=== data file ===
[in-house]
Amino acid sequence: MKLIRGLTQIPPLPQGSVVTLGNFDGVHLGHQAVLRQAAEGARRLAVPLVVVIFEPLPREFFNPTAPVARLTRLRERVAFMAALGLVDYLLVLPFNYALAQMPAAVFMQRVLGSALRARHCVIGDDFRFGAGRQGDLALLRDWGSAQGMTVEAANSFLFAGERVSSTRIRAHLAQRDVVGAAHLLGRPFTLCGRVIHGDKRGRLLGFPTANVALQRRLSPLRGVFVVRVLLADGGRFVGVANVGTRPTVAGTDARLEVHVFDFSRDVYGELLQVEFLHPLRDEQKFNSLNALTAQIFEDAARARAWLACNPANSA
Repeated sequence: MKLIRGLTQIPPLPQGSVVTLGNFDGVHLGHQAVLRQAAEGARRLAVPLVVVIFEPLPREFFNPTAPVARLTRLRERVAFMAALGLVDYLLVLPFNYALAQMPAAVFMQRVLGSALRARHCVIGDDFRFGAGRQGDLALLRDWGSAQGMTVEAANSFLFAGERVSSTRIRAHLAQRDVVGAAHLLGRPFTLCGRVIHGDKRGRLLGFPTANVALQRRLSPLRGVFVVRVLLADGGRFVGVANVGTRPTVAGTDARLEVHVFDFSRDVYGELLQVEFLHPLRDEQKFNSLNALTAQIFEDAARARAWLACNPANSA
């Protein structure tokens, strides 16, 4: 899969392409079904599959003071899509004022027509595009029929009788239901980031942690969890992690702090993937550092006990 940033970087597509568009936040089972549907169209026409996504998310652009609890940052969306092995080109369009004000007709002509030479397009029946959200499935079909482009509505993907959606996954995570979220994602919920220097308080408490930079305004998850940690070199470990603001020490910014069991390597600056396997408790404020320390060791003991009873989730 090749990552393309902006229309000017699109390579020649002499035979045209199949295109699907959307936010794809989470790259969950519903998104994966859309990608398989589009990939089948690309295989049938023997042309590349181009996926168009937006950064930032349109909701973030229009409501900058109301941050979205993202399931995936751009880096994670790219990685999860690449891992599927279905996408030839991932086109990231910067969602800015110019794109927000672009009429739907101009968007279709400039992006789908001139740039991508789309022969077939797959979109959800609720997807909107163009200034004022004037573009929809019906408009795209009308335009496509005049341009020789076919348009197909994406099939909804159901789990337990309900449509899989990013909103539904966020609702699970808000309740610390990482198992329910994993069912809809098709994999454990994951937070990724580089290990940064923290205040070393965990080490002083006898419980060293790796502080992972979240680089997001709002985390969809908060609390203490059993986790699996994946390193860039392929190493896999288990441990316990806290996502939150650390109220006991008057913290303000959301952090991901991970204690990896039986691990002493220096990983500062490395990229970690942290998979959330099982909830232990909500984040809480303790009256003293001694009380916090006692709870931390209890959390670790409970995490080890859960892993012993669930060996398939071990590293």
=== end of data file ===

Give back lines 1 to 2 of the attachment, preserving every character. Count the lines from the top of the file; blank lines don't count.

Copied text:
[in-house]
Amino acid sequence: MKLIRGLTQIPPLPQGSVVTLGNFDGVHLGHQAVLRQAAEGARRLAVPLVVVIFEPLPREFFNPTAPVARLTRLRERVAFMAALGLVDYLLVLPFNYALAQMPAAVFMQRVLGSALRARHCVIGDDFRFGAGRQGDLALLRDWGSAQGMTVEAANSFLFAGERVSSTRIRAHLAQRDVVGAAHLLGRPFTLCGRVIHGDKRGRLLGFPTANVALQRRLSPLRGVFVVRVLLADGGRFVGVANVGTRPTVAGTDARLEVHVFDFSRDVYGELLQVEFLHPLRDEQKFNSLNALTAQIFEDAARARAWLACNPANSA